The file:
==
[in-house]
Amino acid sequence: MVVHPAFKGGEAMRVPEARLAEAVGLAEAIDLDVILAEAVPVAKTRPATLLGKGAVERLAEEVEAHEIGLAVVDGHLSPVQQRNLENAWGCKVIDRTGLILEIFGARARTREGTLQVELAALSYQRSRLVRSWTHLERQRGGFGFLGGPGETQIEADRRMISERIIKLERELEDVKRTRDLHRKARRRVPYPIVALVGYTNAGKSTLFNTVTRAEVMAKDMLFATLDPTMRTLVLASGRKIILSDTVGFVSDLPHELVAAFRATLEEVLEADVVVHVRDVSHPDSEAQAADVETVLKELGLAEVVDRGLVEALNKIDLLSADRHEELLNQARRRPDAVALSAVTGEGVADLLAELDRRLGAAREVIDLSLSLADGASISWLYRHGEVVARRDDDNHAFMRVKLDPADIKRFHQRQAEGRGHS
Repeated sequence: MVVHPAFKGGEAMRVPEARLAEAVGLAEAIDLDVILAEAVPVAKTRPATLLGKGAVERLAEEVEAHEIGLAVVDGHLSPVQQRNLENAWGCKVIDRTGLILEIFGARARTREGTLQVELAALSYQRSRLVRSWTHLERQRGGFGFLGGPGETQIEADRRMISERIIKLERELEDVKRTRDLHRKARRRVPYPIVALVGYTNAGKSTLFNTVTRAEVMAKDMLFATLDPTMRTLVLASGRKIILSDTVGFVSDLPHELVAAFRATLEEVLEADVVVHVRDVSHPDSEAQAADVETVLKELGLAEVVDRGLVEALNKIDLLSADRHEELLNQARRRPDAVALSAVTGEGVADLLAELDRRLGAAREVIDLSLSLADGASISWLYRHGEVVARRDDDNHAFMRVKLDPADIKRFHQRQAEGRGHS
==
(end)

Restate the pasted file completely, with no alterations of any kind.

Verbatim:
[in-house]
Amino acid sequence: MVVHPAFKGGEAMRVPEARLAEAVGLAEAIDLDVILAEAVPVAKTRPATLLGKGAVERLAEEVEAHEIGLAVVDGHLSPVQQRNLENAWGCKVIDRTGLILEIFGARARTREGTLQVELAALSYQRSRLVRSWTHLERQRGGFGFLGGPGETQIEADRRMISERIIKLERELEDVKRTRDLHRKARRRVPYPIVALVGYTNAGKSTLFNTVTRAEVMAKDMLFATLDPTMRTLVLASGRKIILSDTVGFVSDLPHELVAAFRATLEEVLEADVVVHVRDVSHPDSEAQAADVETVLKELGLAEVVDRGLVEALNKIDLLSADRHEELLNQARRRPDAVALSAVTGEGVADLLAELDRRLGAAREVIDLSLSLADGASISWLYRHGEVVARRDDDNHAFMRVKLDPADIKRFHQRQAEGRGHS
Repeated sequence: MVVHPAFKGGEAMRVPEARLAEAVGLAEAIDLDVILAEAVPVAKTRPATLLGKGAVERLAEEVEAHEIGLAVVDGHLSPVQQRNLENAWGCKVIDRTGLILEIFGARARTREGTLQVELAALSYQRSRLVRSWTHLERQRGGFGFLGGPGETQIEADRRMISERIIKLERELEDVKRTRDLHRKARRRVPYPIVALVGYTNAGKSTLFNTVTRAEVMAKDMLFATLDPTMRTLVLASGRKIILSDTVGFVSDLPHELVAAFRATLEEVLEADVVVHVRDVSHPDSEAQAADVETVLKELGLAEVVDRGLVEALNKIDLLSADRHEELLNQARRRPDAVALSAVTGEGVADLLAELDRRLGAAREVIDLSLSLADGASISWLYRHGEVVARRDDDNHAFMRVKLDPADIKRFHQRQAEGRGHS